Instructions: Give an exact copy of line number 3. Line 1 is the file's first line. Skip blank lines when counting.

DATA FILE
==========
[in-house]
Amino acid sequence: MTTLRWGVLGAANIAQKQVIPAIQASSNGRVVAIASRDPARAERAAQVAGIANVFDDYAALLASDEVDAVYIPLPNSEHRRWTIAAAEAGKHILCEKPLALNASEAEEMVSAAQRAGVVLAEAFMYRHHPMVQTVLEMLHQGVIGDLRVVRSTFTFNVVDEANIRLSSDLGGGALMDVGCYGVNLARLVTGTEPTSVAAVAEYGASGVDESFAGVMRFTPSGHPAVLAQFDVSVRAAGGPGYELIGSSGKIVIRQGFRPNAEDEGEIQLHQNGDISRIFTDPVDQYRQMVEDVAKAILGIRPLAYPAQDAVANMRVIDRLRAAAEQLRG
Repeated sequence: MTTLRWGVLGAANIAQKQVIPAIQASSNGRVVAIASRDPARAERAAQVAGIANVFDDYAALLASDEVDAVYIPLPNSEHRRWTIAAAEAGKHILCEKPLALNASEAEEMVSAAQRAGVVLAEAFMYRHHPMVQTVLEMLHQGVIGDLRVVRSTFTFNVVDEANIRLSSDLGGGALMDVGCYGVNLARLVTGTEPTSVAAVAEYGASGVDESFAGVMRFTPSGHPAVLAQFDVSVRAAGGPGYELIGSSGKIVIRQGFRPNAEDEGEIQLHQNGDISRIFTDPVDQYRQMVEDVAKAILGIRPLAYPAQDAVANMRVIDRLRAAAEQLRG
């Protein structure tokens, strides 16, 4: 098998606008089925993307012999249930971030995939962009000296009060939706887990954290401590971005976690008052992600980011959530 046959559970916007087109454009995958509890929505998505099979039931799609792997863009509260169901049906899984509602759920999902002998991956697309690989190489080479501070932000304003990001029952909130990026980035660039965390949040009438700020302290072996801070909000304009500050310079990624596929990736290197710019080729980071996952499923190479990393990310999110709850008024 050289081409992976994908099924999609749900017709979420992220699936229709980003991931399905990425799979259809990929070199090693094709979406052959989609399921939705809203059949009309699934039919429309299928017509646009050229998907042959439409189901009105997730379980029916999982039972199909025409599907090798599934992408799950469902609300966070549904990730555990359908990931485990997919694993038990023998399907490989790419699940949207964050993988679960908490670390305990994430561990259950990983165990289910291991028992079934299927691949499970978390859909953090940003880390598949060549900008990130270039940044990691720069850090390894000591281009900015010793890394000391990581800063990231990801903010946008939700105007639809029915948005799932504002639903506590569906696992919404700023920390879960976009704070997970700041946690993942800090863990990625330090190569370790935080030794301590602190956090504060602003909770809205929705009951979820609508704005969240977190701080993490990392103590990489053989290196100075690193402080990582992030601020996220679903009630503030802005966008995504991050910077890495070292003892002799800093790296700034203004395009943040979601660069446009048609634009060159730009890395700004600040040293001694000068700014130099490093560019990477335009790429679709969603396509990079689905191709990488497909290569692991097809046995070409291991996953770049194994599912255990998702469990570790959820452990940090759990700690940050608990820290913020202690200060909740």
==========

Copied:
Repeated sequence: MTTLRWGVLGAANIAQKQVIPAIQASSNGRVVAIASRDPARAERAAQVAGIANVFDDYAALLASDEVDAVYIPLPNSEHRRWTIAAAEAGKHILCEKPLALNASEAEEMVSAAQRAGVVLAEAFMYRHHPMVQTVLEMLHQGVIGDLRVVRSTFTFNVVDEANIRLSSDLGGGALMDVGCYGVNLARLVTGTEPTSVAAVAEYGASGVDESFAGVMRFTPSGHPAVLAQFDVSVRAAGGPGYELIGSSGKIVIRQGFRPNAEDEGEIQLHQNGDISRIFTDPVDQYRQMVEDVAKAILGIRPLAYPAQDAVANMRVIDRLRAAAEQLRG